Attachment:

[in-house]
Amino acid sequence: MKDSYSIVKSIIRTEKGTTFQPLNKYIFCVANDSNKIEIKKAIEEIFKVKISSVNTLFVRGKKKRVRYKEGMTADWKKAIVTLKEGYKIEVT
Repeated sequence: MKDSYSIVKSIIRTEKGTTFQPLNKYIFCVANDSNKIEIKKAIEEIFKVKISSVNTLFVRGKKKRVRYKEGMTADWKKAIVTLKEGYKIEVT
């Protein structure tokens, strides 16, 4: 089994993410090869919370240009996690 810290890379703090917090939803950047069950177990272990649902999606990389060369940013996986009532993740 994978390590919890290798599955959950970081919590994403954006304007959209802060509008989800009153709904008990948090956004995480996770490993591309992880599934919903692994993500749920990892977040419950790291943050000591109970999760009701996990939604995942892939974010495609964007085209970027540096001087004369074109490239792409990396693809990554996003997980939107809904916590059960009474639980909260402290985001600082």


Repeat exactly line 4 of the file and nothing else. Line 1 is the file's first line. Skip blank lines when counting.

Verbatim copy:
């Protein structure tokens, strides 16, 4: 089994993410090869919370240009996690 810290890379703090917090939803950047069950177990272990649902999606990389060369940013996986009532993740 994978390590919890290798599955959950970081919590994403954006304007959209802060509008989800009153709904008990948090956004995480996770490993591309992880599934919903692994993500749920990892977040419950790291943050000591109970999760009701996990939604995942892939974010495609964007085209970027540096001087004369074109490239792409990396693809990554996003997980939107809904916590059960009474639980909260402290985001600082």